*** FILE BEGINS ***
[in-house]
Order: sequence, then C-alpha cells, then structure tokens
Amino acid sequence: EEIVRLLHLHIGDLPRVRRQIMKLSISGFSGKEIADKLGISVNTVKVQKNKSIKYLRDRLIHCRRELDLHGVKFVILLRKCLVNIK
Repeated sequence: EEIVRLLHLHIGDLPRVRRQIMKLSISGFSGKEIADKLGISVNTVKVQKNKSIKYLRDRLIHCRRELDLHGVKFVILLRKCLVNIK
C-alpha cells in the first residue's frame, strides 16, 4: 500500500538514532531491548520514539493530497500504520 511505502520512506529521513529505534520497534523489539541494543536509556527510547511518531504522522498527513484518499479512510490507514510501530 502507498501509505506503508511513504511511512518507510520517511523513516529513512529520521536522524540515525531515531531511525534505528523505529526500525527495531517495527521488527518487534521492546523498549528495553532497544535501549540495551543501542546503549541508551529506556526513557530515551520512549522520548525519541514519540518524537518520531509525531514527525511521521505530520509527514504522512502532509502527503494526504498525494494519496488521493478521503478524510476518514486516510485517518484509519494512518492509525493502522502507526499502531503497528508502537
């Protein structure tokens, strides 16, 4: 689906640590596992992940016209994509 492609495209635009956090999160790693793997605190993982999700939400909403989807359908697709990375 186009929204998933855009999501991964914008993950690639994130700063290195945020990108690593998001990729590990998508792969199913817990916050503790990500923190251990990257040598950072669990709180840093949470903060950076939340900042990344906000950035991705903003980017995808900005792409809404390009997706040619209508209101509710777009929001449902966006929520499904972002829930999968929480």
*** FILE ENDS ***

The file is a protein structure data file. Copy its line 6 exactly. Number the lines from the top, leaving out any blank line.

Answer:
């Protein structure tokens, strides 16, 4: 689906640590596992992940016209994509 492609495209635009956090999160790693793997605190993982999700939400909403989807359908697709990375 186009929204998933855009999501991964914008993950690639994130700063290195945020990108690593998001990729590990998508792969199913817990916050503790990500923190251990990257040598950072669990709180840093949470903060950076939340900042990344906000950035991705903003980017995808900005792409809404390009997706040619209508209101509710777009929001449902966006929520499904972002829930999968929480």